Sherry-Ann McGregor, Contributor
GETTING DIVORCED can be relatively simple. The entire process (from the date on which the petition is filed to the date on which the decree absolute is granted) may take between six to nine months, if no issues arise regarding custody of children, maintenance or division of property.
To petition for dissolution of marriage, one must have been married for at least two years and separated for a continuous period of no less than 12 months and either party may commence the proceedings on the ground that the marriage has broken down irretrievably. There is no need to show that the action or conduct of one party caused the marriage to deteriorate. However, the court is obliged to enquire whether the parties have attempted counselling and whether there is any possibility of reconciliation.
The court will be satisfied that the parties have separated for a continuous period of 12 months even if they resumed cohabitation for an insubstantial time or for up to three months in an attempt to reconcile during that 12-month period. The 12-month period would not have been interrupted.
To qualify to make an application for divorce in Jamaica, the petitioner must be either:
* A Jamaican national
* Domiciled in Jamaica at the commencement of the proceedings
* Resides in Jamaica and had done so for at least 12 months immediately preceding the commencement of the proceedings.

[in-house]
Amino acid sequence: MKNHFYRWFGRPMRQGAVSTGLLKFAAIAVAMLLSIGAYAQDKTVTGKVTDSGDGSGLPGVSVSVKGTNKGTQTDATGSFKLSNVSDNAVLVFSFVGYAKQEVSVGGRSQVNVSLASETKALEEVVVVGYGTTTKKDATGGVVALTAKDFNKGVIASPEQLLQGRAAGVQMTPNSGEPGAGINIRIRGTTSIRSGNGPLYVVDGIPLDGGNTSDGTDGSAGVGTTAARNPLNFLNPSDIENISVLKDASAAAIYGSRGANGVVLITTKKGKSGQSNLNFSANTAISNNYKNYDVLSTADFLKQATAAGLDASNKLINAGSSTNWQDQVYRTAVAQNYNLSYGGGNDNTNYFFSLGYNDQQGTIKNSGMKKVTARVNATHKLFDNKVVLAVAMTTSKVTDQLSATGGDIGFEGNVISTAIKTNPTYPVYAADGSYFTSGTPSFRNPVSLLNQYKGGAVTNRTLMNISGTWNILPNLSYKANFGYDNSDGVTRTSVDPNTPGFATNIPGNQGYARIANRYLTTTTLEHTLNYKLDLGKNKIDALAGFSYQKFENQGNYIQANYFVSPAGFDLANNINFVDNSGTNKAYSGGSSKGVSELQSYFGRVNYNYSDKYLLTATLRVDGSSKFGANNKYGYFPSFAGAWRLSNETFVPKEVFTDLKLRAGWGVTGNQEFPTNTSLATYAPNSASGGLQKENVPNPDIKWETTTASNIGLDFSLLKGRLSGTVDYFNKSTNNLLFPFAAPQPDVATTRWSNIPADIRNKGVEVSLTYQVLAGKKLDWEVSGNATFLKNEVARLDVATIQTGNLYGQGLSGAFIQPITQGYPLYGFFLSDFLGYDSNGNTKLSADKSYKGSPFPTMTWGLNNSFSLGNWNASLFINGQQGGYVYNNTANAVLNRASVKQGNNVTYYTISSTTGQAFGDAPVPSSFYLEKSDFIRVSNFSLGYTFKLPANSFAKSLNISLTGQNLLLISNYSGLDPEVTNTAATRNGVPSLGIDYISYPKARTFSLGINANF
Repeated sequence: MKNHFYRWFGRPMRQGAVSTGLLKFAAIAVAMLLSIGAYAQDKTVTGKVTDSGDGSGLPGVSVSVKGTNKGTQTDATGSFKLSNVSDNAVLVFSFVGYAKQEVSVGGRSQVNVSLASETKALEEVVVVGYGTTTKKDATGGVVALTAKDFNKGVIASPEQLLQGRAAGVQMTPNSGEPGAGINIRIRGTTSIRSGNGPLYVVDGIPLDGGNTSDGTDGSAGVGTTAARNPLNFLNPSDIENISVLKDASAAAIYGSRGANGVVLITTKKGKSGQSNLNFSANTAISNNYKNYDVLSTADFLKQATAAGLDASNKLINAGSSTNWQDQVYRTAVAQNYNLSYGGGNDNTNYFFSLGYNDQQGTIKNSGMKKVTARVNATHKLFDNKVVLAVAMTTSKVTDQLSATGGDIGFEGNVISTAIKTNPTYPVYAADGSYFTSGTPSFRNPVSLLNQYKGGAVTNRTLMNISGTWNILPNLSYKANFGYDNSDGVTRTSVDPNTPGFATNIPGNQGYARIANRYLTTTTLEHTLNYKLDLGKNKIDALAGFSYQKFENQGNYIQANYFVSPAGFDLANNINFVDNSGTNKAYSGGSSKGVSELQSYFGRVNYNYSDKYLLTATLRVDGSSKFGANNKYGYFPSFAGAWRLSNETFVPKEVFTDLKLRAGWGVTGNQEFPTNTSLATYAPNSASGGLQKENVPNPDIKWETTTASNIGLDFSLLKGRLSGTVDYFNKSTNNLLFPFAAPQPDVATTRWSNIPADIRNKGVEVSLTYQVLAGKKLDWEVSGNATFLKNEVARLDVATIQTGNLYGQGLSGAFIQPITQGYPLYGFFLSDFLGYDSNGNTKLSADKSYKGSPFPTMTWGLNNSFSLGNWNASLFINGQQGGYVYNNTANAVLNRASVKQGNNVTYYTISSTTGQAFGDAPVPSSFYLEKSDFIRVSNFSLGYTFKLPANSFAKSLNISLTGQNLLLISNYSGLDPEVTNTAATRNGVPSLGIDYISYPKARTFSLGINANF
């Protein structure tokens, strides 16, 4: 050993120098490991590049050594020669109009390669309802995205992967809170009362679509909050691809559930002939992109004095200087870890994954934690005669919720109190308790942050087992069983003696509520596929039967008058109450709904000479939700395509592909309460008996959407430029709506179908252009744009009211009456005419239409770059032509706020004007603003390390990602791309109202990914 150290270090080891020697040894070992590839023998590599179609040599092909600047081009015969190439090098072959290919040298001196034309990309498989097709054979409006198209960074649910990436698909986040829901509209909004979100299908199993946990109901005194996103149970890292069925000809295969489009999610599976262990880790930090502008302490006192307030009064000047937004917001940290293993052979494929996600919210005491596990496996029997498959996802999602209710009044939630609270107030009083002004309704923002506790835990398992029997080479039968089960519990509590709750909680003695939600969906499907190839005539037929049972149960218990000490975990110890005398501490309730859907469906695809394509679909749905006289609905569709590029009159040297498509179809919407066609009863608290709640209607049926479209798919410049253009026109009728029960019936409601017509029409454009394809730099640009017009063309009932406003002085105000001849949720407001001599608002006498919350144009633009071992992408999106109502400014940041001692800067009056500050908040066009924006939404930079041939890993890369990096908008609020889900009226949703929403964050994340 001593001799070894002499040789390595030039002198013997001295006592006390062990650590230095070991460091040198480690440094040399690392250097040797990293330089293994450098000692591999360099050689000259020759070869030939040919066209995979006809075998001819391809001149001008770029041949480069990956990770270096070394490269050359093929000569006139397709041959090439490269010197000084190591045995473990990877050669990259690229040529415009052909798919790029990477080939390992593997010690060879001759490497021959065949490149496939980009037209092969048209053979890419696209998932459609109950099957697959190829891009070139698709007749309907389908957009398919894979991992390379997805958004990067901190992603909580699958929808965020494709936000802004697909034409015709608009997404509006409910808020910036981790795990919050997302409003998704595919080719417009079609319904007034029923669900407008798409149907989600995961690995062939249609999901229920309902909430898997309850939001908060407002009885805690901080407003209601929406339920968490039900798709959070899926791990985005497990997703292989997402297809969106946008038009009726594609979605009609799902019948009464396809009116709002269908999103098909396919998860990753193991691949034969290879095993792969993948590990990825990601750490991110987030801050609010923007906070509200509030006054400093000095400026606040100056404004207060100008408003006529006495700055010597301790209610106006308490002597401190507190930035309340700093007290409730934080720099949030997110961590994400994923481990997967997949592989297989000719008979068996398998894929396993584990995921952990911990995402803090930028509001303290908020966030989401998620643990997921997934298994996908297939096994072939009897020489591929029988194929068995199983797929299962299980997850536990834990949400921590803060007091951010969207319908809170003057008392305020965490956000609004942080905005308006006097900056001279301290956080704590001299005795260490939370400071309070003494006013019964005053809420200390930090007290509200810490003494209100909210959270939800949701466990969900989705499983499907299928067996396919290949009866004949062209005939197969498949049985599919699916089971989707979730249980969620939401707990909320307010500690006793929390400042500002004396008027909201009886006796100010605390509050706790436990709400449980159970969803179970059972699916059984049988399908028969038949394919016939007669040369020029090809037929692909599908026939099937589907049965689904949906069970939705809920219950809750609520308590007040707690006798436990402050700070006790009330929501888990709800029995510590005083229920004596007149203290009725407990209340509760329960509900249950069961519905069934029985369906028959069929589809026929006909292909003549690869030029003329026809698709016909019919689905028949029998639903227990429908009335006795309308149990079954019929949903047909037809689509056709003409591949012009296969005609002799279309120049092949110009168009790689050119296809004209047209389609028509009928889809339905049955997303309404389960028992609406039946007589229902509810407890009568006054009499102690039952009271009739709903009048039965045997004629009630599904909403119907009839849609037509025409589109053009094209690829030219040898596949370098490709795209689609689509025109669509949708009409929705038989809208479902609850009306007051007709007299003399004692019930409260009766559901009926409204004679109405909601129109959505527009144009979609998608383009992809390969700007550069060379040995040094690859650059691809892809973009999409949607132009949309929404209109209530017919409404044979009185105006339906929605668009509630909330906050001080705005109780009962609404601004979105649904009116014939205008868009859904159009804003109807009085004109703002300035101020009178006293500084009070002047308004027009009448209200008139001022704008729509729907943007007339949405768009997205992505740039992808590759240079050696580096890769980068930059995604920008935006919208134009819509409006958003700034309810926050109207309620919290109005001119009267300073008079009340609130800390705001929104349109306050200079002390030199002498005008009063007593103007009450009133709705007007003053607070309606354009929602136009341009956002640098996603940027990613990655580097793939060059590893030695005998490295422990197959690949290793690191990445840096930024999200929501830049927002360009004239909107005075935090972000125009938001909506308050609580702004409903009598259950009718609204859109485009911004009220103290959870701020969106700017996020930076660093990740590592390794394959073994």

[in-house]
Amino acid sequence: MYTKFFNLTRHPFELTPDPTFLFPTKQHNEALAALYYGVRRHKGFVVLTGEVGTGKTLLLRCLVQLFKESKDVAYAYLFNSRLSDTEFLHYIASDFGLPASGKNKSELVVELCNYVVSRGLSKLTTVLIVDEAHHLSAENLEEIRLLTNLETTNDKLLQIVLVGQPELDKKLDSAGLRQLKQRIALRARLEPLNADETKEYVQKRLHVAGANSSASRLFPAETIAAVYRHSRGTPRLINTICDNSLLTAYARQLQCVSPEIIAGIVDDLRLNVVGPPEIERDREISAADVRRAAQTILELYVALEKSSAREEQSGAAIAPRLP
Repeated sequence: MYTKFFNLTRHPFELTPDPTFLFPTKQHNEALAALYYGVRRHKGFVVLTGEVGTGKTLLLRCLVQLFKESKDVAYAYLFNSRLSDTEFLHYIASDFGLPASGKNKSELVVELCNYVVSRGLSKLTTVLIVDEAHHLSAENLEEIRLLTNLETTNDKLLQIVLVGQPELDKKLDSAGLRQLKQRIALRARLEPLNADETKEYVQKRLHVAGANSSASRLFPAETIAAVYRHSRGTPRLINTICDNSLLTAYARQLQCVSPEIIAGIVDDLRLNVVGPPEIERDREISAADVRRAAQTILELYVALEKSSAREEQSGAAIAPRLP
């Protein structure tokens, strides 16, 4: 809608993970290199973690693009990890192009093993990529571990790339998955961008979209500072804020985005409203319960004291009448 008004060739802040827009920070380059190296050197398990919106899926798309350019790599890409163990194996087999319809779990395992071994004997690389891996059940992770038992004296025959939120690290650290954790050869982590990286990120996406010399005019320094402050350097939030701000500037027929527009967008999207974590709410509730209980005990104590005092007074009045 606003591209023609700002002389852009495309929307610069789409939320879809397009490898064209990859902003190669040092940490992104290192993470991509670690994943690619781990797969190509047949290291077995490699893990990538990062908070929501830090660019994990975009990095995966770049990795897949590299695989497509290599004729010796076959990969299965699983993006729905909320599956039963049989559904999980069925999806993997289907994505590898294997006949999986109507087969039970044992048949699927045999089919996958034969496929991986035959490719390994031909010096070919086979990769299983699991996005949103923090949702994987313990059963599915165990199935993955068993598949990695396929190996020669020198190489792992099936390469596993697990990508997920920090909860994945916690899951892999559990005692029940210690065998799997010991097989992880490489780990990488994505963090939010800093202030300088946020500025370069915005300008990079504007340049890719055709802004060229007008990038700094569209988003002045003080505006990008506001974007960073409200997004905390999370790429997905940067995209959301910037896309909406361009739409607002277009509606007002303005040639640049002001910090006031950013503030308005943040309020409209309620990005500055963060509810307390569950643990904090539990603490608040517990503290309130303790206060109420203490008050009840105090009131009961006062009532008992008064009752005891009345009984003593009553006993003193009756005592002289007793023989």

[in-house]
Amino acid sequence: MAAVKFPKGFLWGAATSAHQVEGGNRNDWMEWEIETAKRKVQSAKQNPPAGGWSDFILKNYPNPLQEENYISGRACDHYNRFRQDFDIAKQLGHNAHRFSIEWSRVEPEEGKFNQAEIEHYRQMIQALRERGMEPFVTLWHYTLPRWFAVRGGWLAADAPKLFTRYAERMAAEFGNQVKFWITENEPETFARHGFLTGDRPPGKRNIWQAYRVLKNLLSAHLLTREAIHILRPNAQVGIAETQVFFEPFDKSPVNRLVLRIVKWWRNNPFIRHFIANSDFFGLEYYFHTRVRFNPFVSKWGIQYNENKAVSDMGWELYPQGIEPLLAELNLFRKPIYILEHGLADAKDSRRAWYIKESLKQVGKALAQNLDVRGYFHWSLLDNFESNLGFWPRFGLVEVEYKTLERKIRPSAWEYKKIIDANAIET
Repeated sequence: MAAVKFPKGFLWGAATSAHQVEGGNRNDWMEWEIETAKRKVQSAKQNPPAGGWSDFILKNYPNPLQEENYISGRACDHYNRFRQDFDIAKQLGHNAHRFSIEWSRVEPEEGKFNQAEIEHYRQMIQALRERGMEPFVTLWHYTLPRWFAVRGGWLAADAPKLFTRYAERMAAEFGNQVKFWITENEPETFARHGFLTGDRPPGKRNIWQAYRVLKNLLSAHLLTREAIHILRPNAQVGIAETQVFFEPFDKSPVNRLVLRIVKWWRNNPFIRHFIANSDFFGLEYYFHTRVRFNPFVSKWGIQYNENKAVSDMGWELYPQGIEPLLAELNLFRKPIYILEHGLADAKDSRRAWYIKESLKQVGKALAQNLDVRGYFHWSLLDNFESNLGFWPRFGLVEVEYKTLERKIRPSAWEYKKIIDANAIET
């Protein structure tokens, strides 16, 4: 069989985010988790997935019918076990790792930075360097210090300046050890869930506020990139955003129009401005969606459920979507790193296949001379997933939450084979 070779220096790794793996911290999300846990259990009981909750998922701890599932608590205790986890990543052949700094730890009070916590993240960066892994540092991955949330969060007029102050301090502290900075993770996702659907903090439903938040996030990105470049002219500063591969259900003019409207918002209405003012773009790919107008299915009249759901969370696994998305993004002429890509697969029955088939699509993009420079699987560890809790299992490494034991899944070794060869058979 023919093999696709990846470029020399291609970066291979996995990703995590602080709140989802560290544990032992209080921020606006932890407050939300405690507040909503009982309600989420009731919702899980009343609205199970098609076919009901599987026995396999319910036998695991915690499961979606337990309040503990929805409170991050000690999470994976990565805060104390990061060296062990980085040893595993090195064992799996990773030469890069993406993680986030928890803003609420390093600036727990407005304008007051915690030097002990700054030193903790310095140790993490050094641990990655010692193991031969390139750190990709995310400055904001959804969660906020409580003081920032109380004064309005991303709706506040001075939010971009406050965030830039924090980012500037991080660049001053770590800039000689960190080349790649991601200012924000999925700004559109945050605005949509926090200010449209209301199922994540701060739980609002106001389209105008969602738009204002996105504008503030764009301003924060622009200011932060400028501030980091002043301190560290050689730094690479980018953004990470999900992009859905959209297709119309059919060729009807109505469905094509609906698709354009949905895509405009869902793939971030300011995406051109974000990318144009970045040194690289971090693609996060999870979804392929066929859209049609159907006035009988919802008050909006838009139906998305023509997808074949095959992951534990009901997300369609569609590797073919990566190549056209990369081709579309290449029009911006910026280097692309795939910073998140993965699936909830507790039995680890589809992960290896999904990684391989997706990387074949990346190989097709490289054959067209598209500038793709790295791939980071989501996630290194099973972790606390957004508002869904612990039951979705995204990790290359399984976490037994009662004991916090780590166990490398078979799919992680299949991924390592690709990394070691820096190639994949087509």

Subject to certain conditions set out in the Matrimonial Causes Act, a decree of dissolution of marriage granted in accordance with the laws of a foreign country may be recognised as being valid in Jamaica.
After a decree nisi is granted, a six-week period must pass before that decree can be made absolute, unless the court fixes some shorter time. Before the decree absolute is granted, either party may apply to the court for the decree nisi to be rescinded on the ground that they have become reconciled. So, all may not be lost until the decree absolute is granted.
Of course, the path to the decree absolute may not be easy, and it may take a long time. This may be caused by applications for custody, maintenance or division of property. However, other applications may complicate the issues, such as applications for protection orders or injunctions to restrain one party from entering the matrimonial home, the other's place of work or from coming within close proximity of the other.
In some cases, one party to the divorce may not be ready to 'throw in the towel'. In such cases, the divorce may be contested. It is then likely to take longer for a date to be fixed for the hearing and the petitioner may have to prove all the facts set out in the petition, including the fact of separation and that there is no possibility of resuming cohabitation. These situations do not occur frequently.
Sherry-Ann McGregor is partner and mediator with the firm Nunes, Scholefield, DeLeon & Co. Send feedback and questions to firstname.lastname@example.org.